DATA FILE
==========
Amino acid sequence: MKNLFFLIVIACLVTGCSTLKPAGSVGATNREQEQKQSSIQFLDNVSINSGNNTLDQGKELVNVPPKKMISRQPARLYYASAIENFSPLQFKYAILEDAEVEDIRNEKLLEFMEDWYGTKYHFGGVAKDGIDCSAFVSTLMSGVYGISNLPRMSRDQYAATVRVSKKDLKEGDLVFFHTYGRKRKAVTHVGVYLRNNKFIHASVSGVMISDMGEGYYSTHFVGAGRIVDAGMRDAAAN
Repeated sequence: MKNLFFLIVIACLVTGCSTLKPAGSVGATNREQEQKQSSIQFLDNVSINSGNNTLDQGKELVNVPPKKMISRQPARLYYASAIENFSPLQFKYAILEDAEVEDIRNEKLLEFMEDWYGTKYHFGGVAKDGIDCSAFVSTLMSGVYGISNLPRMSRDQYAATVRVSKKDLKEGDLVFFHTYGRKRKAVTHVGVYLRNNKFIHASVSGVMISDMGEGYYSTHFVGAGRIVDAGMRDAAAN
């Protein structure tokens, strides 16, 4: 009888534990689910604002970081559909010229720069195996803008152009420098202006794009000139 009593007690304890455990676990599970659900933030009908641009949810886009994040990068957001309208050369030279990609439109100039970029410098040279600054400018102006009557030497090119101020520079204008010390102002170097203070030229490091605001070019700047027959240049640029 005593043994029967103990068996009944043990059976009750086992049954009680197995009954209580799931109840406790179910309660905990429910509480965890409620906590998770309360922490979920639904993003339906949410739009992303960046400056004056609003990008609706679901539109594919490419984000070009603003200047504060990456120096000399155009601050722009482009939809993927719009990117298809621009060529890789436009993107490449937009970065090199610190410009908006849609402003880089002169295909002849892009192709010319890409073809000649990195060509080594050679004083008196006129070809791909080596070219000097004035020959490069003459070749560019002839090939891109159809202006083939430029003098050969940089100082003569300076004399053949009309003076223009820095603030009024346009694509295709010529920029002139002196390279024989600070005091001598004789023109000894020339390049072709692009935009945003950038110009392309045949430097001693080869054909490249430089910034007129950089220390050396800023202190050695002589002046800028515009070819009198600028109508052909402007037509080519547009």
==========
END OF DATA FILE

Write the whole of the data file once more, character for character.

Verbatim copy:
Amino acid sequence: MKNLFFLIVIACLVTGCSTLKPAGSVGATNREQEQKQSSIQFLDNVSINSGNNTLDQGKELVNVPPKKMISRQPARLYYASAIENFSPLQFKYAILEDAEVEDIRNEKLLEFMEDWYGTKYHFGGVAKDGIDCSAFVSTLMSGVYGISNLPRMSRDQYAATVRVSKKDLKEGDLVFFHTYGRKRKAVTHVGVYLRNNKFIHASVSGVMISDMGEGYYSTHFVGAGRIVDAGMRDAAAN
Repeated sequence: MKNLFFLIVIACLVTGCSTLKPAGSVGATNREQEQKQSSIQFLDNVSINSGNNTLDQGKELVNVPPKKMISRQPARLYYASAIENFSPLQFKYAILEDAEVEDIRNEKLLEFMEDWYGTKYHFGGVAKDGIDCSAFVSTLMSGVYGISNLPRMSRDQYAATVRVSKKDLKEGDLVFFHTYGRKRKAVTHVGVYLRNNKFIHASVSGVMISDMGEGYYSTHFVGAGRIVDAGMRDAAAN
């Protein structure tokens, strides 16, 4: 009888534990689910604002970081559909010229720069195996803008152009420098202006794009000139 009593007690304890455990676990599970659900933030009908641009949810886009994040990068957001309208050369030279990609439109100039970029410098040279600054400018102006009557030497090119101020520079204008010390102002170097203070030229490091605001070019700047027959240049640029 005593043994029967103990068996009944043990059976009750086992049954009680197995009954209580799931109840406790179910309660905990429910509480965890409620906590998770309360922490979920639904993003339906949410739009992303960046400056004056609003990008609706679901539109594919490419984000070009603003200047504060990456120096000399155009601050722009482009939809993927719009990117298809621009060529890789436009993107490449937009970065090199610190410009908006849609402003880089002169295909002849892009192709010319890409073809000649990195060509080594050679004083008196006129070809791909080596070219000097004035020959490069003459070749560019002839090939891109159809202006083939430029003098050969940089100082003569300076004399053949009309003076223009820095603030009024346009694509295709010529920029002139002196390279024989600070005091001598004789023109000894020339390049072709692009935009945003950038110009392309045949430097001693080869054909490249430089910034007129950089220390050396800023202190050695002589002046800028515009070819009198600028109508052909402007037509080519547009």